Peter Hall's new production of "Amadeus," fresh from the West End and on its way to Broadway, has all the trappings of a successful revival: a cast of fine actors, expensive costumes and sets and a compelling story to tell. But somehow Hall's conventional restaging invites fewer cheers than one had hoped.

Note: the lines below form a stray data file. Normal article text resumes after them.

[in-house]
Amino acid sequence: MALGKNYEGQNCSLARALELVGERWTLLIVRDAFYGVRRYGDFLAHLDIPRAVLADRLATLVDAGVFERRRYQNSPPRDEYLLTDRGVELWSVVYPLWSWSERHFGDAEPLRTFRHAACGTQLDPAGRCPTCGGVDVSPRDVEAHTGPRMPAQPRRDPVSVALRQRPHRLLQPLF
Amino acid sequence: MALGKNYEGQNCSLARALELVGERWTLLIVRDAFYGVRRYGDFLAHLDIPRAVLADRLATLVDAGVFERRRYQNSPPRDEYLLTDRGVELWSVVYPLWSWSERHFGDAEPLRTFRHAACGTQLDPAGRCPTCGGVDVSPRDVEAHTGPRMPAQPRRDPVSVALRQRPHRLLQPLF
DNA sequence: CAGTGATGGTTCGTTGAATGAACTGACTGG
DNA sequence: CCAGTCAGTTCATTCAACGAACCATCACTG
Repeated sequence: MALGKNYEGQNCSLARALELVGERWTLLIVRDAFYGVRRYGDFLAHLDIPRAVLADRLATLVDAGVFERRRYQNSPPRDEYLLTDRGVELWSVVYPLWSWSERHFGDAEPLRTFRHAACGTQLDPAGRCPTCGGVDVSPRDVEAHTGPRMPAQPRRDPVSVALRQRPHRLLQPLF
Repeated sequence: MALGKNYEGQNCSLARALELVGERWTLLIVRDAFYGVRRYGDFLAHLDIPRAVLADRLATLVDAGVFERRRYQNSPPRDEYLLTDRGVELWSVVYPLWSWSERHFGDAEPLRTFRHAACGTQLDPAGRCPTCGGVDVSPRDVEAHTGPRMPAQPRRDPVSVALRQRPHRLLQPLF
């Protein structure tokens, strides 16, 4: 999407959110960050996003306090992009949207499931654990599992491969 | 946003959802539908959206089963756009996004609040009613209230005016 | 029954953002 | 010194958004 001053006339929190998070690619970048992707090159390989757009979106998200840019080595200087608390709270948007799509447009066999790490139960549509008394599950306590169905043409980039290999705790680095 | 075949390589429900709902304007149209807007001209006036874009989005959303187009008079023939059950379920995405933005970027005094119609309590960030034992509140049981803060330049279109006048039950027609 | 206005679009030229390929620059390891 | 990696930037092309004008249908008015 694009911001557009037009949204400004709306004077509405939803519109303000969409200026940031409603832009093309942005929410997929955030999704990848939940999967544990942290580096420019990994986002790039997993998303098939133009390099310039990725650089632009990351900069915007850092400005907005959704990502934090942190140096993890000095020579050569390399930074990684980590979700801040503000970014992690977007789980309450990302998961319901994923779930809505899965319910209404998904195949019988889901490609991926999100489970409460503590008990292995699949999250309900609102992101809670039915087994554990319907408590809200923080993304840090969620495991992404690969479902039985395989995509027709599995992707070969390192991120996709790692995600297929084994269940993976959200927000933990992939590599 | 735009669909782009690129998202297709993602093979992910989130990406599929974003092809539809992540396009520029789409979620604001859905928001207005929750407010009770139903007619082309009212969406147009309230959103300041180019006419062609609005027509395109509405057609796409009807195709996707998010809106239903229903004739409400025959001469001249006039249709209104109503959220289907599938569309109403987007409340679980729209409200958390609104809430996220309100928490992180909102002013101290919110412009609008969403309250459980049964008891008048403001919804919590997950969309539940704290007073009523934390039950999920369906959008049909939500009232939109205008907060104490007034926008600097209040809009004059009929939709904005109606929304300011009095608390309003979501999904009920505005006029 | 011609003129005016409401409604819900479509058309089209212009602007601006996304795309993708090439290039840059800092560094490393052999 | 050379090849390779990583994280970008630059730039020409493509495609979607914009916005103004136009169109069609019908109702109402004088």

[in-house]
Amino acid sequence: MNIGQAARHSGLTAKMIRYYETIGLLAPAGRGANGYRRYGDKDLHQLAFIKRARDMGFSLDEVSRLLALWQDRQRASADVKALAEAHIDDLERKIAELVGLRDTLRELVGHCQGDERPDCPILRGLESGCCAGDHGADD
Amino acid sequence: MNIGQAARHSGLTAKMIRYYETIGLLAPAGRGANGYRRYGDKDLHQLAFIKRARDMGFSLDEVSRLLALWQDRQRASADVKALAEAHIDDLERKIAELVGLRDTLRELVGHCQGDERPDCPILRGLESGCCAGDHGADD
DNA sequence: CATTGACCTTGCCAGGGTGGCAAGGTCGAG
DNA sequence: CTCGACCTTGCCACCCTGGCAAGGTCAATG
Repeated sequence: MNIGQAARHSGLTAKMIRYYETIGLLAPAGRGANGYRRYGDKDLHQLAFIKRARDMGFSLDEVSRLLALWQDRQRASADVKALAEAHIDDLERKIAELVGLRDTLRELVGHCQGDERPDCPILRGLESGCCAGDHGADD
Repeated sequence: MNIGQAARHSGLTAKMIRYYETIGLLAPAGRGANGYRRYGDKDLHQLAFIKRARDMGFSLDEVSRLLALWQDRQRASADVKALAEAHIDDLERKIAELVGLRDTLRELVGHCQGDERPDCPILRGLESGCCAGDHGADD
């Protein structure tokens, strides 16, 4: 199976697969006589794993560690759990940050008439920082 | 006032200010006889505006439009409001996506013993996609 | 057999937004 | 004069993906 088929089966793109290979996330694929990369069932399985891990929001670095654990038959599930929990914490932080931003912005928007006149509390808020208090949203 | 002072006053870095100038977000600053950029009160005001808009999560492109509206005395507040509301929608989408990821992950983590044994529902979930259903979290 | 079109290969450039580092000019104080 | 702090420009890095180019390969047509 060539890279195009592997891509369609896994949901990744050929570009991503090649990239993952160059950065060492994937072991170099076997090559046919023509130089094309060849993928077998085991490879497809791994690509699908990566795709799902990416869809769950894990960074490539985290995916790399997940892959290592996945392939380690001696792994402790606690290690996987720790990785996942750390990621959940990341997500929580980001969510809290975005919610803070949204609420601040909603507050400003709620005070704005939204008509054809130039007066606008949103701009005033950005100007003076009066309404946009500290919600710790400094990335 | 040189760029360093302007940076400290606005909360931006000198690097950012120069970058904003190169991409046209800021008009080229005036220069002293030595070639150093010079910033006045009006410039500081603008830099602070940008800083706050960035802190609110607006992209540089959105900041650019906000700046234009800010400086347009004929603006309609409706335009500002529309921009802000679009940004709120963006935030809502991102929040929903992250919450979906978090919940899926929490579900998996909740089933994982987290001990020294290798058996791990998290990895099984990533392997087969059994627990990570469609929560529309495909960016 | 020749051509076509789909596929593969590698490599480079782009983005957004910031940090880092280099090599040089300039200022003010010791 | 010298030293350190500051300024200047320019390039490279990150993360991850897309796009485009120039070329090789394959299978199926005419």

Peter Hall’s new production of “Amadeus,” fresh from the West End and on its way to Broadway, has all the trappings of a successful revival: a cast of fine actors, expensive costumes and sets and a compelling story to tell. But somehow Hall’s conventional restaging invites fewer cheers than one had hoped. Not that there’s anything wrong with this production; it’s just strangely unmoving. Perhaps because Milos Forman’s sublime 1983 film still lingers in the memory, Shaffer’s stage play seems, well, superfluous.For one thing, Shaffer’s three-hour play, now slightly tweaked and including a new confessional scene in the second act, drags a bit. The playwright’s words are often beautiful, certainly his writing is accomplished and intelligent (a host of in-jokes will delight Mozarteans), but there are, as the Emperor Joseph II foolishly says of the notes in Mozart’s score, too many of them. Shaffer has several thought-provoking themes running through this play, but his tendency to harp on them can wear on the audience. Salieri’s jealousy of Mozart’s genius, the frame on which Shaffer has built this play, offers ample opportunity for both comedy and drama, but after a while, the elder composer’s bitterness becomes old hat. So, too, does Salieri’s quarrel with God himself, this play’s real central conflict. There is a reason Shaffer called his play “Amadeus,” which translates as beloved of God, and not “Mozart.” Though the play deals with real people (even if much of the action is pure fiction), its essence is metaphorical: man’s eternal struggle with his creator. Salieri’s real fight is not with the boy-man Mozart, but rather with a God who would place divine talent in a vulgar vessel. And his chief enemy is not Mozart’s music, but his own mediocrity, which he has the great misfortune to perceive. But “Amadeus” is a work that exists more than in the mind of its central character. Eighteenth-century Vienna was a vibrant place, and Shaffer’s play takes audiences to grand salons, palaces, music halls, Masonic lodges and tenements. Unfortunately, even a lavish production can’t keep pace with such a tour, and William Dudley’s set design only approximates the grandeur and squalor the play conjures. Relying heavily on mirrors and projections, as well as Paule Constable’s lambent lighting, to lend atmosphere, Dudley’s approach is for the most part outmoded and dull. Not so his costumes, however. They are rich, eye-catching numbers, occasionally even worthy of the gasps they elicit. Matt McKenzie’s sound design is more problematic. For auds used to hearing Mozart in the concert hall or on a good stereo, the Ahmanson’s tinny system proves a grave disappointment, barely doing justice to these heavenly strains. As for the acting, few quibbles. David Suchet offers a polished, witty Salieri, one more eager for our laughs than sympathy. Occasionally, he waxes poetic and holds us rapt, as when describing the touching finale to the fourth act of Mozart’s “The Marriage of Figaro.” And he handles well the challenge of alternatingly presenting the old and middle-aged Salieri. Michael Sheen’s Mozart is less well drawn (which is mostly Shaffer’s fault), and his boisterous laugh sounds too much like Tom Hulce’s in the film. But the actor is an effective vulgarian, and he plays the spoiled child to the hilt. Cindy Katz, as Constanze, Mozart’s wife, seems a little too poised, but she handles a tough, often unrewarding, role with vim. The lesser parts are all well cast, with a coolly memorable perf coming from David McCallum as the unflappable Joseph II. And Jake Broder and Charles Janasz tackle the “Venticelli” (the “little winds” who spy for Salieri) with such relish they’re almost lovable. Hall’s direction is so unobtrusive as to be almost absent. It may be churlish to complain about a helmer who lets his actors and designers do their work unmolested, but one can’t help hoping that such a talent would place some kind of signature on this play. Indeed, this lack of a personal stamp makes one wonder why “Amadeus” was revived in the first place. From L.A., show heads straight to Gotham with cast and production team intact.